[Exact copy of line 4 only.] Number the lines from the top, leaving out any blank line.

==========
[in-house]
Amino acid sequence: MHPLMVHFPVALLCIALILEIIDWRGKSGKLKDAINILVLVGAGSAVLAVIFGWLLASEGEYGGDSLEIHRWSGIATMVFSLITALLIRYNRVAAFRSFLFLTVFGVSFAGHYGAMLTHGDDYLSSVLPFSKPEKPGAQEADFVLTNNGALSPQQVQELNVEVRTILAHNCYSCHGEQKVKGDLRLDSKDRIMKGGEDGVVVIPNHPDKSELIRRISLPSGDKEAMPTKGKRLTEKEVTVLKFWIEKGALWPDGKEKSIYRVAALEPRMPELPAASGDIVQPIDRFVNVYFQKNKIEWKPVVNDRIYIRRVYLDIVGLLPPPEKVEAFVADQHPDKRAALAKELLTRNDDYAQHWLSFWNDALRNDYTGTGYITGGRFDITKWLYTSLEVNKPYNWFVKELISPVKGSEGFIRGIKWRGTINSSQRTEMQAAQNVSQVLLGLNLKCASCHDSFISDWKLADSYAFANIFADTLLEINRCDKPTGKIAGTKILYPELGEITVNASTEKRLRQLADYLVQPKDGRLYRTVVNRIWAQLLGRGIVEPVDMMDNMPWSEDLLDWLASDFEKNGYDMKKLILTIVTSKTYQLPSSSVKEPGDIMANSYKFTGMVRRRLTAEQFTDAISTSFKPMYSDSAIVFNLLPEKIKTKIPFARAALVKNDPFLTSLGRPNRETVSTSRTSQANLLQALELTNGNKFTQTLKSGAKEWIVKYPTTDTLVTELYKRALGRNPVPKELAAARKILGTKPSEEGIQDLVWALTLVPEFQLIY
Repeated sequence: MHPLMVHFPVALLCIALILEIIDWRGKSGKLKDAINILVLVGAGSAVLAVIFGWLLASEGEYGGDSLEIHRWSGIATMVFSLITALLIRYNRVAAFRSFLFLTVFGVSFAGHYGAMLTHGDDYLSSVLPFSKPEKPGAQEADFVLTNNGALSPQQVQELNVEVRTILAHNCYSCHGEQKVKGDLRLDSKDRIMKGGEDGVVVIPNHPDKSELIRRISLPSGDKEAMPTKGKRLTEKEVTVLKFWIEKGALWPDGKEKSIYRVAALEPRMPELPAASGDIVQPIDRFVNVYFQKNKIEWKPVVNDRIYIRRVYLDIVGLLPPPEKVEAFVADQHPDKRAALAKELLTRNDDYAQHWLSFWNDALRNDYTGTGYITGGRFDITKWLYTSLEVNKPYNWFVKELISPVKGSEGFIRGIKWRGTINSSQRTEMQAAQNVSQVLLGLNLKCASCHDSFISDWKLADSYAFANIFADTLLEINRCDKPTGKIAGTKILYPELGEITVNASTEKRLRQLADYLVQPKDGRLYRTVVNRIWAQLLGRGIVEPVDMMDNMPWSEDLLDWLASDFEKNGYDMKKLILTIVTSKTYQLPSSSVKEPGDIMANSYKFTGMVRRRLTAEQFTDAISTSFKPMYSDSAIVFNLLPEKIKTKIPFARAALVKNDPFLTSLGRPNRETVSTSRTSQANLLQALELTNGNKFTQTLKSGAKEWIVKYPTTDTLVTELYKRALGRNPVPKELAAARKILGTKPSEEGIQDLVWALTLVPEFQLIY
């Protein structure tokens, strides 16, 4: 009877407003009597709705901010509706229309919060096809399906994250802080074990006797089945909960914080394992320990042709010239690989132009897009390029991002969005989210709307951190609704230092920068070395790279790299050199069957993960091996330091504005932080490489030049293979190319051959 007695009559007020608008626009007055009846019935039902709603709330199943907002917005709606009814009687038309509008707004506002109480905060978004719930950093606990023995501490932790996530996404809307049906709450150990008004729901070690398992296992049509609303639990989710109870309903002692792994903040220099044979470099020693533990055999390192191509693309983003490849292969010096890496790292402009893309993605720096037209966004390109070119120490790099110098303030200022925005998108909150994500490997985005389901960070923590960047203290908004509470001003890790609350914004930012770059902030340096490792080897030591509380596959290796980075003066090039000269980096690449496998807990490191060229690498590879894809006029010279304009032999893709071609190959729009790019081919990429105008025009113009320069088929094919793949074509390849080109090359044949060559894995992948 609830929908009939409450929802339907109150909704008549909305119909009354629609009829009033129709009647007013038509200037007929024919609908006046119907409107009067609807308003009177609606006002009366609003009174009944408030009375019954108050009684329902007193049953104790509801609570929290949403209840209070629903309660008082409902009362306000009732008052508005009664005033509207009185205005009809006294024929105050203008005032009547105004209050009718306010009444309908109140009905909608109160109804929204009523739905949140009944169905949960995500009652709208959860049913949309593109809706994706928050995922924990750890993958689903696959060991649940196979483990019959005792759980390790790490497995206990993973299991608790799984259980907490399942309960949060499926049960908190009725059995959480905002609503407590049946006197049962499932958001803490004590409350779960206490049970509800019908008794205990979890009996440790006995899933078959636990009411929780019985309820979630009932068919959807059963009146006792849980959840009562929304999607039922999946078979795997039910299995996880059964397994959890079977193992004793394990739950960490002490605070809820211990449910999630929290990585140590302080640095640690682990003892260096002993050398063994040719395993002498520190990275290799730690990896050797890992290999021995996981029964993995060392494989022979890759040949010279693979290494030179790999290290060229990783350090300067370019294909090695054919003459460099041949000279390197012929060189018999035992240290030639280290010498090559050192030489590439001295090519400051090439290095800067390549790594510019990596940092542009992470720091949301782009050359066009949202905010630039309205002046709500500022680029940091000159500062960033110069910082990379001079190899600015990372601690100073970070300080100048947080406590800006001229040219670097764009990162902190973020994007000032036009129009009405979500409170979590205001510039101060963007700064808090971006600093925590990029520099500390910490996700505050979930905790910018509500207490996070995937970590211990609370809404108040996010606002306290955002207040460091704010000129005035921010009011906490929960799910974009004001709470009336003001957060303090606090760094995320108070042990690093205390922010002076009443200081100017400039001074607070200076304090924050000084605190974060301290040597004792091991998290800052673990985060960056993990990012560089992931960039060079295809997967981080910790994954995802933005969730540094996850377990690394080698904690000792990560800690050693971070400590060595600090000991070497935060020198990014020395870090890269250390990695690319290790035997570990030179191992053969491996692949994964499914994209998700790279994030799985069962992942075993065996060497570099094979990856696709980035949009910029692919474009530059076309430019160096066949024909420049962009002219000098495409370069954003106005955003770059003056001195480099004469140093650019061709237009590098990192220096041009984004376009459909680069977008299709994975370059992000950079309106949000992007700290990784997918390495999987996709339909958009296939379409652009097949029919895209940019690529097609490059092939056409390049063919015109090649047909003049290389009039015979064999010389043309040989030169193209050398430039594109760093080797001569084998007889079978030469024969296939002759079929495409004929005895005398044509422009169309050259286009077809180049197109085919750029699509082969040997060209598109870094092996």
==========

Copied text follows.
């Protein structure tokens, strides 16, 4: 009877407003009597709705901010509706229309919060096809399906994250802080074990006797089945909960914080394992320990042709010239690989132009897009390029991002969005989210709307951190609704230092920068070395790279790299050199069957993960091996330091504005932080490489030049293979190319051959 007695009559007020608008626009007055009846019935039902709603709330199943907002917005709606009814009687038309509008707004506002109480905060978004719930950093606990023995501490932790996530996404809307049906709450150990008004729901070690398992296992049509609303639990989710109870309903002692792994903040220099044979470099020693533990055999390192191509693309983003490849292969010096890496790292402009893309993605720096037209966004390109070119120490790099110098303030200022925005998108909150994500490997985005389901960070923590960047203290908004509470001003890790609350914004930012770059902030340096490792080897030591509380596959290796980075003066090039000269980096690449496998807990490191060229690498590879894809006029010279304009032999893709071609190959729009790019081919990429105008025009113009320069088929094919793949074509390849080109090359044949060559894995992948 609830929908009939409450929802339907109150909704008549909305119909009354629609009829009033129709009647007013038509200037007929024919609908006046119907409107009067609807308003009177609606006002009366609003009174009944408030009375019954108050009684329902007193049953104790509801609570929290949403209840209070629903309660008082409902009362306000009732008052508005009664005033509207009185205005009809006294024929105050203008005032009547105004209050009718306010009444309908109140009905909608109160109804929204009523739905949140009944169905949960995500009652709208959860049913949309593109809706994706928050995922924990750890993958689903696959060991649940196979483990019959005792759980390790790490497995206990993973299991608790799984259980907490399942309960949060499926049960908190009725059995959480905002609503407590049946006197049962499932958001803490004590409350779960206490049970509800019908008794205990979890009996440790006995899933078959636990009411929780019985309820979630009932068919959807059963009146006792849980959840009562929304999607039922999946078979795997039910299995996880059964397994959890079977193992004793394990739950960490002490605070809820211990449910999630929290990585140590302080640095640690682990003892260096002993050398063994040719395993002498520190990275290799730690990896050797890992290999021995996981029964993995060392494989022979890759040949010279693979290494030179790999290290060229990783350090300067370019294909090695054919003459460099041949000279390197012929060189018999035992240290030639280290010498090559050192030489590439001295090519400051090439290095800067390549790594510019990596940092542009992470720091949301782009050359066009949202905010630039309205002046709500500022680029940091000159500062960033110069910082990379001079190899600015990372601690100073970070300080100048947080406590800006001229040219670097764009990162902190973020994007000032036009129009009405979500409170979590205001510039101060963007700064808090971006600093925590990029520099500390910490996700505050979930905790910018509500207490996070995937970590211990609370809404108040996010606002306290955002207040460091704010000129005035921010009011906490929960799910974009004001709470009336003001957060303090606090760094995320108070042990690093205390922010002076009443200081100017400039001074607070200076304090924050000084605190974060301290040597004792091991998290800052673990985060960056993990990012560089992931960039060079295809997967981080910790994954995802933005969730540094996850377990690394080698904690000792990560800690050693971070400590060595600090000991070497935060020198990014020395870090890269250390990695690319290790035997570990030179191992053969491996692949994964499914994209998700790279994030799985069962992942075993065996060497570099094979990856696709980035949009910029692919474009530059076309430019160096066949024909420049962009002219000098495409370069954003106005955003770059003056001195480099004469140093650019061709237009590098990192220096041009984004376009459909680069977008299709994975370059992000950079309106949000992007700290990784997918390495999987996709339909958009296939379409652009097949029919895209940019690529097609490059092939056409390049063919015109090649047909003049290389009039015979064999010389043309040989030169193209050398430039594109760093080797001569084998007889079978030469024969296939002759079929495409004929005895005398044509422009169309050259286009077809180049197109085919750029699509082969040997060209598109870094092996």